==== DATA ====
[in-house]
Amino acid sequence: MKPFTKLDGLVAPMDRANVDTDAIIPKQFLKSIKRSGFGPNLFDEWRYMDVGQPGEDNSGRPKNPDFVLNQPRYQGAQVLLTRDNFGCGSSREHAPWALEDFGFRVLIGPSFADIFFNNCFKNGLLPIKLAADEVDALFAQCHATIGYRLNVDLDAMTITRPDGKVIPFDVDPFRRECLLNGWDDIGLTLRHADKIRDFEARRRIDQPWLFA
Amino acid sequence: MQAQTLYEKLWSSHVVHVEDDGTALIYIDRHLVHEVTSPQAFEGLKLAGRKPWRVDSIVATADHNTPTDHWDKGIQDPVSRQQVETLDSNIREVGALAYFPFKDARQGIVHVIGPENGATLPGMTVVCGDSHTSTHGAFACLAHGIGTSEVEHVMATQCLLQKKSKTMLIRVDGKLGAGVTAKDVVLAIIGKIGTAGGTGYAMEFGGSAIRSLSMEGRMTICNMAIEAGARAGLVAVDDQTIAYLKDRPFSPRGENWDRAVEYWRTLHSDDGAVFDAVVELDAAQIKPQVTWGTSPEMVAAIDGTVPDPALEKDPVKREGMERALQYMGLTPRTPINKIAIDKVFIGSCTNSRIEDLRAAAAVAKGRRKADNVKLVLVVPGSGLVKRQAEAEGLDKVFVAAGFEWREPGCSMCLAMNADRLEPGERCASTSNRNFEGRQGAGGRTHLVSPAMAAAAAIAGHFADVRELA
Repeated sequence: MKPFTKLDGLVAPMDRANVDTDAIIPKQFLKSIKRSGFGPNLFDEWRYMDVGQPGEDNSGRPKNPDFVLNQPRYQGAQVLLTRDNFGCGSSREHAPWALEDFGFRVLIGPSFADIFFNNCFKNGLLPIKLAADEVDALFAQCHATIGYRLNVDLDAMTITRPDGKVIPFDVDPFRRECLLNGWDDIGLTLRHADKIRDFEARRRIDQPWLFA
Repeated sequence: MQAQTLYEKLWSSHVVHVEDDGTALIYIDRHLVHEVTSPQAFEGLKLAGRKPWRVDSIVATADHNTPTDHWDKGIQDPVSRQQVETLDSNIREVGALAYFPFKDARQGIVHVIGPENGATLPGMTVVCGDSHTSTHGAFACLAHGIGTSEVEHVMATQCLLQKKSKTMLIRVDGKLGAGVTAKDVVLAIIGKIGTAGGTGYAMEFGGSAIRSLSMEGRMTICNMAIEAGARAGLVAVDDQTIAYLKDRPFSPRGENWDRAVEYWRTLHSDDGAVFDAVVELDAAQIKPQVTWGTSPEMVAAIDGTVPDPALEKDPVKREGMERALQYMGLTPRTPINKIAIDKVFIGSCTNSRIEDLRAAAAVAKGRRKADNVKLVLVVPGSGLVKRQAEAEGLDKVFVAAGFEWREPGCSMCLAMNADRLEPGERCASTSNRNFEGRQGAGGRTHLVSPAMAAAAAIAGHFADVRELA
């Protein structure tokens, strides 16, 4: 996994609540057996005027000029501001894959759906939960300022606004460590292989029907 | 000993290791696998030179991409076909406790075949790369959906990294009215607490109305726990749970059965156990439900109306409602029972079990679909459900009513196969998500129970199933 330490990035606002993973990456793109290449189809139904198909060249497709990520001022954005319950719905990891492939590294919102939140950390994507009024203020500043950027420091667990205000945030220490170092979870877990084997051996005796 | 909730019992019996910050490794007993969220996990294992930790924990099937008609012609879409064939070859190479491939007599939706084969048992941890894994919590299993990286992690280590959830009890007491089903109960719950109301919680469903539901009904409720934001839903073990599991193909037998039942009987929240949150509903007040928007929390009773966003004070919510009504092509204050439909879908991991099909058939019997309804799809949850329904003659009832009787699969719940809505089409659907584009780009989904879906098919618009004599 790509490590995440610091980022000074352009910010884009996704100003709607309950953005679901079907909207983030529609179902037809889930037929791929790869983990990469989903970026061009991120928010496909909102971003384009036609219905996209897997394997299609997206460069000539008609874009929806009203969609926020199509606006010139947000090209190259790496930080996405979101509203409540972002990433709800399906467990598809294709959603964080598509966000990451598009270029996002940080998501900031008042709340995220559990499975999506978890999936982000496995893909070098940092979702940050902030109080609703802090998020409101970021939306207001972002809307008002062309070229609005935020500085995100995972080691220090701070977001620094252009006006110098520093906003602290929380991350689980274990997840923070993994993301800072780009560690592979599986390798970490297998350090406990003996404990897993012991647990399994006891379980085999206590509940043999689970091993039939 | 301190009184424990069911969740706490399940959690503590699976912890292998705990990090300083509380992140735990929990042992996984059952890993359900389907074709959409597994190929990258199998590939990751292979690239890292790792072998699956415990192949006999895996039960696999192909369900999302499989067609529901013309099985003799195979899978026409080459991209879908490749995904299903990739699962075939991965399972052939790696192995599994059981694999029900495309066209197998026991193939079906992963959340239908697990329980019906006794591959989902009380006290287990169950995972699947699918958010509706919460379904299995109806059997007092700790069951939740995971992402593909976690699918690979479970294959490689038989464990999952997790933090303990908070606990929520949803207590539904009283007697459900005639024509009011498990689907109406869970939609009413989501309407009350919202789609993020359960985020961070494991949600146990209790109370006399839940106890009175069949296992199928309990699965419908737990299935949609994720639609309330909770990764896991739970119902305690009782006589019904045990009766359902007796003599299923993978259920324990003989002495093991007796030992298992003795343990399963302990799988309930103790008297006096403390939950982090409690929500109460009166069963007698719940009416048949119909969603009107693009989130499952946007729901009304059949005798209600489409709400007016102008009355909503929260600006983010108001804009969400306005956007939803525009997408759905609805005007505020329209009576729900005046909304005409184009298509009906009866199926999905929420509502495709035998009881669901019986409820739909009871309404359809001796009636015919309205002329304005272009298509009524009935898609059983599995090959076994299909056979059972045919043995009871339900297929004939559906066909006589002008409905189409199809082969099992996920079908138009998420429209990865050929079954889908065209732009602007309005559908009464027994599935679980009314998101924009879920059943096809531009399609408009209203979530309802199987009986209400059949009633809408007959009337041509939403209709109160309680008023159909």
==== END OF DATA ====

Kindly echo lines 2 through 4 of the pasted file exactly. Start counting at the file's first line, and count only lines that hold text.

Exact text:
Amino acid sequence: MKPFTKLDGLVAPMDRANVDTDAIIPKQFLKSIKRSGFGPNLFDEWRYMDVGQPGEDNSGRPKNPDFVLNQPRYQGAQVLLTRDNFGCGSSREHAPWALEDFGFRVLIGPSFADIFFNNCFKNGLLPIKLAADEVDALFAQCHATIGYRLNVDLDAMTITRPDGKVIPFDVDPFRRECLLNGWDDIGLTLRHADKIRDFEARRRIDQPWLFA
Amino acid sequence: MQAQTLYEKLWSSHVVHVEDDGTALIYIDRHLVHEVTSPQAFEGLKLAGRKPWRVDSIVATADHNTPTDHWDKGIQDPVSRQQVETLDSNIREVGALAYFPFKDARQGIVHVIGPENGATLPGMTVVCGDSHTSTHGAFACLAHGIGTSEVEHVMATQCLLQKKSKTMLIRVDGKLGAGVTAKDVVLAIIGKIGTAGGTGYAMEFGGSAIRSLSMEGRMTICNMAIEAGARAGLVAVDDQTIAYLKDRPFSPRGENWDRAVEYWRTLHSDDGAVFDAVVELDAAQIKPQVTWGTSPEMVAAIDGTVPDPALEKDPVKREGMERALQYMGLTPRTPINKIAIDKVFIGSCTNSRIEDLRAAAAVAKGRRKADNVKLVLVVPGSGLVKRQAEAEGLDKVFVAAGFEWREPGCSMCLAMNADRLEPGERCASTSNRNFEGRQGAGGRTHLVSPAMAAAAAIAGHFADVRELA
Repeated sequence: MKPFTKLDGLVAPMDRANVDTDAIIPKQFLKSIKRSGFGPNLFDEWRYMDVGQPGEDNSGRPKNPDFVLNQPRYQGAQVLLTRDNFGCGSSREHAPWALEDFGFRVLIGPSFADIFFNNCFKNGLLPIKLAADEVDALFAQCHATIGYRLNVDLDAMTITRPDGKVIPFDVDPFRRECLLNGWDDIGLTLRHADKIRDFEARRRIDQPWLFA